The Ocean Plastic Crisis - How is broadband aiding the clean-up?
A big topic in the public eye recently has been the ocean plastic crisis. Tonnes upon tonnes of plastic has been discarded into our oceans instead of being reused and recycled, which has resulted in numerous environmental problems.
It is estimated that 8 million tonnes of plastic are thrown into our oceans annually; that number is only set to increase as our plastic output is predicted to increase 10-fold by 2020.
Micro-plastics are bits of plastic that are smaller than a fingernail. This is the plastic ingested by animals and it kills an estimated 1 million sea birds and 100,000 sea mammals every year.
Coral can get diseases through plastic pollution; once a piece of plastic touches an area of coral, the likelihood of that coral becoming diseased increases from 4% to 89%!
There are 5 large gyres of plastic in our oceans, with one specific gyre called ‘The Great Pacific Garbage Patch’. This floats between California and Hawaii and is claimed to be 1.6 million square kilometres in size. Texas is around 700,000 square kilometres, so this gyre is over double the size of Texas!
How is this issue being tackled?
The Ocean Cleanup will be sending out a fleet of sixty collectors into The Great Pacific Garbage Patch. These collectors are 600 metres long and have a screen underneath so that plastic can’t flow underneath whilst also avoiding wildlife.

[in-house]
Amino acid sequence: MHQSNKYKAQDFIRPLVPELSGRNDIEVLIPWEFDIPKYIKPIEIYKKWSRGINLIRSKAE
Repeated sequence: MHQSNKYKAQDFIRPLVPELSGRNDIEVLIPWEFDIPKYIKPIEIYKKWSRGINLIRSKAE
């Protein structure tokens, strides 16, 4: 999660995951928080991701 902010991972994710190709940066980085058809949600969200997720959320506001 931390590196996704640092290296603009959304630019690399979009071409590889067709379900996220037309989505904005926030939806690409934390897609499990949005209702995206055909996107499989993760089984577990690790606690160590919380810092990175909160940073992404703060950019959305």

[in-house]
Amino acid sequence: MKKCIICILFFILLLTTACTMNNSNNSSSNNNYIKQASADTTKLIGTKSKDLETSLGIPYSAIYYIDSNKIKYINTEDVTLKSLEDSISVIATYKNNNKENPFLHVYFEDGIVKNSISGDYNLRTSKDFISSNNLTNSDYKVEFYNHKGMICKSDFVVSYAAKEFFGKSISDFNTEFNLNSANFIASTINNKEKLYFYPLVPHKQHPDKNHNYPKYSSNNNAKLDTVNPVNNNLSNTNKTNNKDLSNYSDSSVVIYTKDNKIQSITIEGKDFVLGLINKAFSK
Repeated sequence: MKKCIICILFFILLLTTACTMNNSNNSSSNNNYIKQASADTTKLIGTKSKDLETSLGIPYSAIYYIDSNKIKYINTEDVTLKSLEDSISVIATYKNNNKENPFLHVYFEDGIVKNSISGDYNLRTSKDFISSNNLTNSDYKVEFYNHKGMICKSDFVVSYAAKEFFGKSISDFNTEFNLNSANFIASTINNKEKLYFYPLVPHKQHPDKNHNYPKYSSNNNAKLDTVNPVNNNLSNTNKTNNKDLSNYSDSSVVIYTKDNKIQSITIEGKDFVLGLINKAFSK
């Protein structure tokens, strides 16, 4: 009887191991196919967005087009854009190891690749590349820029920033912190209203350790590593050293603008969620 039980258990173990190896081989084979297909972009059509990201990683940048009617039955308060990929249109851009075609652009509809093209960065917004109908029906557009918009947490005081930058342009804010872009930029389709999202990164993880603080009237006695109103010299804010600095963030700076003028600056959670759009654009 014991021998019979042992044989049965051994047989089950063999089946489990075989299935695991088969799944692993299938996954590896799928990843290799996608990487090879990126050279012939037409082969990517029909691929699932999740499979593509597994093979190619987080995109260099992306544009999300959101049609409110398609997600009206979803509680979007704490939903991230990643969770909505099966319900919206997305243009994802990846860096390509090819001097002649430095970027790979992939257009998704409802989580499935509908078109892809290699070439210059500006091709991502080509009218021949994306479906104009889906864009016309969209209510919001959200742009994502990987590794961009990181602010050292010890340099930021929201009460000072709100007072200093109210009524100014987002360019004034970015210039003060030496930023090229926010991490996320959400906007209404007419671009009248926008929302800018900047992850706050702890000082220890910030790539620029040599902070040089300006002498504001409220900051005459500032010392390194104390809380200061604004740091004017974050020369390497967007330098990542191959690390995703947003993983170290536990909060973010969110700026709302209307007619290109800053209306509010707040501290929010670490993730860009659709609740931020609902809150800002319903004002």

Each one of these collectors will be equipped with two broadband satellites at each end. These satellites will be transmitting live data back to The Ocean Cleanup’s base in Rotterdam.
The data they will be receiving ranges from overflow detection, location data, pictures, 360° live video and system performance updates.
You may be wondering how they are able to send all this information from the middle of the ocean…
The data is transported from the broadband satellites on each of the collectors up to interconnected low-orbit satellites, specifically 66 of them across 6 polar orbiting planes! Therefore, there is no need for any ground infrastructure!
Iridium’s latest constellation of satellites is still being launched. They have already had 7 NEXT launches with help from SpaceX to get 65 satellites into orbit. They only have one launch left to get another 10 satellites up. 66 of those satellites will be used with the other 9 being used as backups. There is also another 6 spare satellites on the ground.
There are other pieces of technology on the collectors that will play a big part in the cleanup process.
Each one of these collectors is autonomous! Once they are placed in an optimal location for collection, they are left to roam around the gyre. The satellites will translate the path and current location of the collector back to Rotterdam so that they can track the progress of each one.
The Ocean Cleanup also wanted to make sure that their solution was as environmentally friendly as possible. So, their collectors are energy neutral.
What this means is that it only uses the waves and wind direction to move around. Also, all of electronics on the collectors, such as the lights, are solar powered.
All of these technologies teamed together should make for the most successful effort in the ocean cleanup yet!